Within the first two decades during the twentieth century, the nation’s political view demonstrated an expanding American understanding contained in the ideas associated with the Progressive movement. This particular movement had been focused on social and economic reform, in addition to, rising in popularity underneath two presidents. Although Theodore Roosevelt and Woodrow Wilson stood behind two various methods of progressive reform, each of them managed to persist upon congress to successfully pass legislation according to their own model of the progressive dream. Both of these presidents, despite the fact that they possessed completely different concepts, had one objective in mind: to make modifications towards the country for the greater good of the people as well as the country.
In their different policies Roosevelt and Wilson were trying to bring change in the government. Even though they were both progressives, the two presidents had different paths in mind for the future of the United States. Their different perspective and priorities were evident in their speeches: New Nationalism by Roosevelt and New Freedom by Wilson. Wilson’s New Freedom looked to the destruction of all trusts to promote economic competition and permit small businesses once again to flourish. While the federal government was to use its power on a one-time basis to bust all trusts, the federal government was to have no role in regulating business.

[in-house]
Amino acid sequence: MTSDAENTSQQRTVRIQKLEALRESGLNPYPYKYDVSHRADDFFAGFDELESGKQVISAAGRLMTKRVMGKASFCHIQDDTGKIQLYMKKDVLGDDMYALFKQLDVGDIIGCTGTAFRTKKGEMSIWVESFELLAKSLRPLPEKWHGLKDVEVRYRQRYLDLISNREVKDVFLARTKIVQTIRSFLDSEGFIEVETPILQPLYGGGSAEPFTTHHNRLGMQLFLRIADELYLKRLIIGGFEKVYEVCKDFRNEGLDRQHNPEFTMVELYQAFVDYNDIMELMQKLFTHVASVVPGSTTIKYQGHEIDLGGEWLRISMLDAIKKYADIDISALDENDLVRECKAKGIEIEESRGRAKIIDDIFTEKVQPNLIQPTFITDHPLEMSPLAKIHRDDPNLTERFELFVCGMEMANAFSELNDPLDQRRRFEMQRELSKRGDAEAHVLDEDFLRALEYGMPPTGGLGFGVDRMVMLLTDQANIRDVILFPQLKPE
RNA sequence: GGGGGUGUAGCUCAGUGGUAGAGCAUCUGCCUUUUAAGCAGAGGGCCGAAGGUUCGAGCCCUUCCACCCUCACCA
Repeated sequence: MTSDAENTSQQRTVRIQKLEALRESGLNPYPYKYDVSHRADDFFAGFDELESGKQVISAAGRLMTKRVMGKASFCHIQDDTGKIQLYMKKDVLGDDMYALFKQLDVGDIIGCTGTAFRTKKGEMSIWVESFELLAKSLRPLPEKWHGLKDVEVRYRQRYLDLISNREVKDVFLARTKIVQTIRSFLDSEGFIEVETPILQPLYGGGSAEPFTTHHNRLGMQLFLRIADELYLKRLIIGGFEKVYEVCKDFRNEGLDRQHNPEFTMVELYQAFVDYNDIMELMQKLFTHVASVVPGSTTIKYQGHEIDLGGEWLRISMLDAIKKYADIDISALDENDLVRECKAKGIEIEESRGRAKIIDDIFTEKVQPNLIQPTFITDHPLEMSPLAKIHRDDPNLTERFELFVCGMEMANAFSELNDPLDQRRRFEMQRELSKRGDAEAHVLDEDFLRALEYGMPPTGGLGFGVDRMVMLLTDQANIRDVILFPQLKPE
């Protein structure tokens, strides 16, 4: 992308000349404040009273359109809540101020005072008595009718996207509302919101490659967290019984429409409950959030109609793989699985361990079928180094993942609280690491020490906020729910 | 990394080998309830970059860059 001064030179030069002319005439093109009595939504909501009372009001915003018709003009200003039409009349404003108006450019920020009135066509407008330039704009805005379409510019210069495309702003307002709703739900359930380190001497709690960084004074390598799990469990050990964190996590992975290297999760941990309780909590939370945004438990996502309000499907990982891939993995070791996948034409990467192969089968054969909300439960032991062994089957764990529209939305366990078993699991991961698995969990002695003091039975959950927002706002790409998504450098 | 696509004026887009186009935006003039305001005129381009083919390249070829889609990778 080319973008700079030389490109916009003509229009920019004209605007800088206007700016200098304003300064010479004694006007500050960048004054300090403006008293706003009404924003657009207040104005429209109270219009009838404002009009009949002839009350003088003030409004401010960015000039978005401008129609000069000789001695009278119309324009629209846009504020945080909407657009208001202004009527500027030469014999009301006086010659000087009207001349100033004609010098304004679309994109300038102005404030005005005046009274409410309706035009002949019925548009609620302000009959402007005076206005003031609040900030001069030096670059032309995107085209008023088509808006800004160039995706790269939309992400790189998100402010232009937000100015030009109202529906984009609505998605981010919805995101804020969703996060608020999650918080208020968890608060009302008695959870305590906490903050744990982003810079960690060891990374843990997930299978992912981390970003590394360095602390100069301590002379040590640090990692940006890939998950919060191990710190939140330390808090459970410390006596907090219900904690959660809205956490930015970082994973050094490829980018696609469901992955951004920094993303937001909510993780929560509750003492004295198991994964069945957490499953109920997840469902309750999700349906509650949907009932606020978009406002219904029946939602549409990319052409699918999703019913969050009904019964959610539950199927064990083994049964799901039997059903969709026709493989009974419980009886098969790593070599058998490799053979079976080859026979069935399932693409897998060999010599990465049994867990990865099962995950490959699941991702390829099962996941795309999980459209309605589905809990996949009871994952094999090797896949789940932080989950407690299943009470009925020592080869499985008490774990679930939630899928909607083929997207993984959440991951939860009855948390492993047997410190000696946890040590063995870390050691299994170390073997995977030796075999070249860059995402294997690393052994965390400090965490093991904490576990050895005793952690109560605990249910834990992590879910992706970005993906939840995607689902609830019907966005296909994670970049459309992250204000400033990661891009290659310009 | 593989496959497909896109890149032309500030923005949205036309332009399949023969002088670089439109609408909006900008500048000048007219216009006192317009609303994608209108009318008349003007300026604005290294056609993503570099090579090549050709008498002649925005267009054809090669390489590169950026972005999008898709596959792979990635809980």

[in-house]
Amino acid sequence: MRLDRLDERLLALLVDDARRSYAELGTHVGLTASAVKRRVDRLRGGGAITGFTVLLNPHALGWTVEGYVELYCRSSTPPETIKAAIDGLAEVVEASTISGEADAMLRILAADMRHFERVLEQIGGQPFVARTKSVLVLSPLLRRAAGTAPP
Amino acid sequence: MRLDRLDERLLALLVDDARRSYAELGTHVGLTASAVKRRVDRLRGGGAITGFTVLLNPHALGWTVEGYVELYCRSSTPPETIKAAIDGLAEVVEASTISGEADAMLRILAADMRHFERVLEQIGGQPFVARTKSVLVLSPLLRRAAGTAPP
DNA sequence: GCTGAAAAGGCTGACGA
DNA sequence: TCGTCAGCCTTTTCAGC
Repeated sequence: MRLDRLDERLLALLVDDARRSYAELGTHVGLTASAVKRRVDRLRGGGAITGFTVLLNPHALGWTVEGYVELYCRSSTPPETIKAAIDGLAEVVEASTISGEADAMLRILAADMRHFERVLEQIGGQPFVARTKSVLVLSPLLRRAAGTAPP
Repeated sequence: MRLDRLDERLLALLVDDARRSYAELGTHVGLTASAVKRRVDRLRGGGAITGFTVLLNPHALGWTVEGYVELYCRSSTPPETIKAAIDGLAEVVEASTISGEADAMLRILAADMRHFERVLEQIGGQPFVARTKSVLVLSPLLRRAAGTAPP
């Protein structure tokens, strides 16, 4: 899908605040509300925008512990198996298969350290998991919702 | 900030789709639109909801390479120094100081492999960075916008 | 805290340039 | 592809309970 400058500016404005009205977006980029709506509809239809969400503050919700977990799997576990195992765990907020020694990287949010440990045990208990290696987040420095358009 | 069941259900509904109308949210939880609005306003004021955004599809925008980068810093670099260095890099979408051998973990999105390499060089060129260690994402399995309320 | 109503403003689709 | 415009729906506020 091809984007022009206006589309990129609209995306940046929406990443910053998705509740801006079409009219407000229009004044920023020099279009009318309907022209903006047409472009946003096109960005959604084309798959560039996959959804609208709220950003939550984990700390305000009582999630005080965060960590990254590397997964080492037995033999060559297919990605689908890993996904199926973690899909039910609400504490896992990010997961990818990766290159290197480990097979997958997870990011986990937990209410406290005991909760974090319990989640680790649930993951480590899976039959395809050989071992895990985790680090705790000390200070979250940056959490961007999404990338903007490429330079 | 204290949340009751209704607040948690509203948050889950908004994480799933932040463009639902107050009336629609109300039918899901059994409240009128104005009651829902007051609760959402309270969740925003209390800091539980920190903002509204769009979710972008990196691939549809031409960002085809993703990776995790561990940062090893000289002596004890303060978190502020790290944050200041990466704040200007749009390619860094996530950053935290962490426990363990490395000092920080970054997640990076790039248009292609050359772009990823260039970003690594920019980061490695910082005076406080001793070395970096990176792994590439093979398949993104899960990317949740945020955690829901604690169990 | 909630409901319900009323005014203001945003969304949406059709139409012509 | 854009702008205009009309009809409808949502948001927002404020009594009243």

Any regulation would have to be done by state governments. This contrasted markedly with Roosevelt’s New Nationalism, which called for an even stronger role for the president and the federal government in regulating the economy and curbing the abuses of corporate power. New Freedom and New Nationalism differed primarily, then, in their views of federal governmental power. Roosevelt wanted to use it while Wilson did not.